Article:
Farmers sue to regain control of Canadian Wheat Board
By Rod Nickel
WINNIPEG, Manitoba (Reuters) - Several farmer organizations that support the Canadian Wheat Board's grain marketing monopoly are launching a court action aimed at restoring farmer control of the board and collecting C$17 billion ($17 billion) in damages for farmers.
The lawsuit, launched by the law firm Sack Goldblatt Mitchell LLP, will present constitutional arguments to try to remove the CWB from government control, and collect damages farmers may incur from the board's weakened market clout, the Friends of the Canadian Wheat Board group said on Wednesday.
The move follows the launch of a similar, C$15 billion class action by Saskatchewan lawyer Tony Merchant last month. That suit does not attempt to change who controls the CWB.
The Conservative government passed legislation in December ending the CWB's marketing monopoly over Western Canada's wheat and barley for milling or export as of August 2012. Once the law passed, the government took control of the board by removing eight farmer-elected directors.
The farmer groups' case is based on 1998 amendments to the previous law governing the Wheat Board, which ensured farmers elected most of the CWB's directors, said Anders Bruun, a lawyer who is also working on the suit.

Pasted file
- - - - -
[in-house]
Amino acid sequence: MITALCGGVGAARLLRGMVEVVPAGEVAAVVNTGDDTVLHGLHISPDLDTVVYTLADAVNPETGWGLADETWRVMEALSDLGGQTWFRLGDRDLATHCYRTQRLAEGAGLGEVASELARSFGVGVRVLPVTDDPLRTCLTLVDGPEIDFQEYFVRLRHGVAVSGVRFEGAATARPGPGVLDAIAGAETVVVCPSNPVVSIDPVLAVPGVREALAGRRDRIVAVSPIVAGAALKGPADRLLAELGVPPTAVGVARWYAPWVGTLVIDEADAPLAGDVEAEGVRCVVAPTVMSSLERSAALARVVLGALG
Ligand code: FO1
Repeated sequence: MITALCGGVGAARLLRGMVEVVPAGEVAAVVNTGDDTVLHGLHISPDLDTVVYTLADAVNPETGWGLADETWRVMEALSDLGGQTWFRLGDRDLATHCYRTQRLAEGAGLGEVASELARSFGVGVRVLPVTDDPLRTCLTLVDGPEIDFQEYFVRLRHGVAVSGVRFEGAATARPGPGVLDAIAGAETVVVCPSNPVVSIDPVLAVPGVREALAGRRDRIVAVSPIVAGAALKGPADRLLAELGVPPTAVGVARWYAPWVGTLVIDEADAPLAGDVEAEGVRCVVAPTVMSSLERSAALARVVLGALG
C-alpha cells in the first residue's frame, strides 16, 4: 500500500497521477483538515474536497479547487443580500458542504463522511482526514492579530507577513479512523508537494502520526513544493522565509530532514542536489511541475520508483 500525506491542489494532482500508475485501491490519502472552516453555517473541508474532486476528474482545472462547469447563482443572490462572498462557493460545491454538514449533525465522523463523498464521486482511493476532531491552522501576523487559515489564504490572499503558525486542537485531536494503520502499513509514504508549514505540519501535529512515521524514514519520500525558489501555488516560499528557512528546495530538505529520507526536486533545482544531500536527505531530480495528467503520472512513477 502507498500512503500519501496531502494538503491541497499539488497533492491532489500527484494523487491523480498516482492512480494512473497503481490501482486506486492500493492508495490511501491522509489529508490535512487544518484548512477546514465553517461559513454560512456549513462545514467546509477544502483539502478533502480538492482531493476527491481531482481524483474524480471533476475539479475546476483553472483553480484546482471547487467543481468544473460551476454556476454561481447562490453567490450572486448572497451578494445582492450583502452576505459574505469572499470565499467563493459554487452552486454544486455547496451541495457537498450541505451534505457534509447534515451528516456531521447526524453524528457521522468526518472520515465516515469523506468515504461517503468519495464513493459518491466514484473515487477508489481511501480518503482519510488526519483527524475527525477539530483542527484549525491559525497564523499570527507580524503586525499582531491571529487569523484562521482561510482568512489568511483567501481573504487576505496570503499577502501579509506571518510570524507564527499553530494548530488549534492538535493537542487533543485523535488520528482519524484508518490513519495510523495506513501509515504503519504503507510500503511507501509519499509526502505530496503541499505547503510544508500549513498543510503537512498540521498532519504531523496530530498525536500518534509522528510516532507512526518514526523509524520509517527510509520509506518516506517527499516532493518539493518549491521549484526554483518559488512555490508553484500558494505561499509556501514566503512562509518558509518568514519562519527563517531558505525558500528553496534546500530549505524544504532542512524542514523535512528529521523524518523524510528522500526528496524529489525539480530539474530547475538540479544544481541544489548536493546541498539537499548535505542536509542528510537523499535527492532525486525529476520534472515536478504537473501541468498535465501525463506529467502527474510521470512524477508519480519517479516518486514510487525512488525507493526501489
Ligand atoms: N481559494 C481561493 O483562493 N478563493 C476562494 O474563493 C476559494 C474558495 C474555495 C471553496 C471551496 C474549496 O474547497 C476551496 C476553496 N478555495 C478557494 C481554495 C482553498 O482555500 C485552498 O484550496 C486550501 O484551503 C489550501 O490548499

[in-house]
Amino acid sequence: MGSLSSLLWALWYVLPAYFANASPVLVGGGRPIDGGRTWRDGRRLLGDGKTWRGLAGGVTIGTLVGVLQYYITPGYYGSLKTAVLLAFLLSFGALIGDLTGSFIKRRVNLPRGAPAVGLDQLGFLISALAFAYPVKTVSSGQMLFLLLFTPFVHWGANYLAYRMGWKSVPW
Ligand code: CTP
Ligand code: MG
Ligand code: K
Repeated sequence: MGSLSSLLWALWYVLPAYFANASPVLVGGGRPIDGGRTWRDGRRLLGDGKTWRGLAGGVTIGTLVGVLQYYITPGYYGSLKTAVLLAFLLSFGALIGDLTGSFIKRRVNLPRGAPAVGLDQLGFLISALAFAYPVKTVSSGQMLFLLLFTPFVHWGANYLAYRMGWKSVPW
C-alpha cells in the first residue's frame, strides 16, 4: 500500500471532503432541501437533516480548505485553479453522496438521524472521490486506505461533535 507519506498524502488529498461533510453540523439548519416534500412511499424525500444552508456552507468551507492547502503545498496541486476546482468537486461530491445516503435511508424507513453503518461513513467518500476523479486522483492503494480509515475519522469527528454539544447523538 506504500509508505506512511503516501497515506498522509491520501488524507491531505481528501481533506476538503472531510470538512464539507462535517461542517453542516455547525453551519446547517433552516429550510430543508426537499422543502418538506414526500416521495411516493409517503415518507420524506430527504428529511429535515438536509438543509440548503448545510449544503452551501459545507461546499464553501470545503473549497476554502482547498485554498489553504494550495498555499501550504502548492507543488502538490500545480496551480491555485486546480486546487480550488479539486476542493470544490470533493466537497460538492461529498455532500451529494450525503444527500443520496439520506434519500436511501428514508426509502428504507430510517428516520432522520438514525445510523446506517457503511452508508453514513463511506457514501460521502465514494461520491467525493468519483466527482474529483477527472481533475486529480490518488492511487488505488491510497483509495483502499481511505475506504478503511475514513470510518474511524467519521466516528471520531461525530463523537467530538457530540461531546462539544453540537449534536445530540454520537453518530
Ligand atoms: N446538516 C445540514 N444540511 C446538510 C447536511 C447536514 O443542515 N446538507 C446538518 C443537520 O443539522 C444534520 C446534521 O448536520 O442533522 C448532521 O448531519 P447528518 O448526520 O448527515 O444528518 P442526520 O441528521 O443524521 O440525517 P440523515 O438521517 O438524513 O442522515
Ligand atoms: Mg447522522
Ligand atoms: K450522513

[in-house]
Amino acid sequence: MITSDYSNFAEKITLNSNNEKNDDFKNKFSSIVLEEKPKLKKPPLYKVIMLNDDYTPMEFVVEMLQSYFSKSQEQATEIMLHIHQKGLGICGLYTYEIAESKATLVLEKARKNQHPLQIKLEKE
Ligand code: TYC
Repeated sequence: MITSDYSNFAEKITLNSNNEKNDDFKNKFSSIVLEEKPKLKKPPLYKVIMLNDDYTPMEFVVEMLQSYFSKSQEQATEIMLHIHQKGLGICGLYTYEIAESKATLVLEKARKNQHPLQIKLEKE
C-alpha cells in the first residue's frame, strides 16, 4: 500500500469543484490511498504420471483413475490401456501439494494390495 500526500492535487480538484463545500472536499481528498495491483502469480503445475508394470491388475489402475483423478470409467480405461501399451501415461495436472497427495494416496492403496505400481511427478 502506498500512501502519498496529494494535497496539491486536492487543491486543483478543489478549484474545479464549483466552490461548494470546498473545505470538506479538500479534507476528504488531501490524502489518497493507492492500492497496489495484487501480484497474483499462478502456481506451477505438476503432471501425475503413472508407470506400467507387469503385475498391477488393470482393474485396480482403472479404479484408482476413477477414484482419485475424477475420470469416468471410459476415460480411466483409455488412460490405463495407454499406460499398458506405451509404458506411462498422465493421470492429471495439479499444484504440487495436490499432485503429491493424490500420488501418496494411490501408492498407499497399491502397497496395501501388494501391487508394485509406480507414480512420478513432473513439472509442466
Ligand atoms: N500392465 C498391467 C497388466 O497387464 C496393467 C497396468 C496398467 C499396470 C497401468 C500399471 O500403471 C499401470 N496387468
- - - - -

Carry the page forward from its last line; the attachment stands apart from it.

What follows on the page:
The implications of that law are that farmers have the right of association to collectively market their grain, and also the freedom of expression through the directors they elected, Bruun said.
A court will first decide in a few months which of the two class actions to certify, and the lawsuit itself may take several years to decide - which could make rebuilding the grain monopoly impractical, Bruun acknowledged.
Within a few years, the government may still control the Wheat Board, or the CWB might have moved to a different ownership structure with farmers holding shares, or another grain company might have acquired it. Continued...